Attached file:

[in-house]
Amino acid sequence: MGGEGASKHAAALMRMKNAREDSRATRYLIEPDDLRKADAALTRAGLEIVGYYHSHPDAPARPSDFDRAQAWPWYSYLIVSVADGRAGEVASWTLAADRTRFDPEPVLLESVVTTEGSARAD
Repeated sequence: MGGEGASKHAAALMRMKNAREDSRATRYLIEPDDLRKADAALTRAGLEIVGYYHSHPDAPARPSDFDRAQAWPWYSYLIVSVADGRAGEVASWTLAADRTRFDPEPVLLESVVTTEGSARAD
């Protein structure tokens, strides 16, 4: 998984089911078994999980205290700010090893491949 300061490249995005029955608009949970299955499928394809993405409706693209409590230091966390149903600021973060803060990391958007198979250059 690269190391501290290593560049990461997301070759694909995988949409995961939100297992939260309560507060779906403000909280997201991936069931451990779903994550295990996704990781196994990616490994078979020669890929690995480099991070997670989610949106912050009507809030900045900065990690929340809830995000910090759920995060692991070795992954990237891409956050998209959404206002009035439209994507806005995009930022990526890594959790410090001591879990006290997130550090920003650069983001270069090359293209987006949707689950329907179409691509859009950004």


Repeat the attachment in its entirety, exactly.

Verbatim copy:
[in-house]
Amino acid sequence: MGGEGASKHAAALMRMKNAREDSRATRYLIEPDDLRKADAALTRAGLEIVGYYHSHPDAPARPSDFDRAQAWPWYSYLIVSVADGRAGEVASWTLAADRTRFDPEPVLLESVVTTEGSARAD
Repeated sequence: MGGEGASKHAAALMRMKNAREDSRATRYLIEPDDLRKADAALTRAGLEIVGYYHSHPDAPARPSDFDRAQAWPWYSYLIVSVADGRAGEVASWTLAADRTRFDPEPVLLESVVTTEGSARAD
């Protein structure tokens, strides 16, 4: 998984089911078994999980205290700010090893491949 300061490249995005029955608009949970299955499928394809993405409706693209409590230091966390149903600021973060803060990391958007198979250059 690269190391501290290593560049990461997301070759694909995988949409995961939100297992939260309560507060779906403000909280997201991936069931451990779903994550295990996704990781196994990616490994078979020669890929690995480099991070997670989610949106912050009507809030900045900065990690929340809830995000910090759920995060692991070795992954990237891409956050998209959404206002009035439209994507806005995009930022990526890594959790410090001591879990006290997130550090920003650069983001270069090359293209987006949707689950329907179409691509859009950004």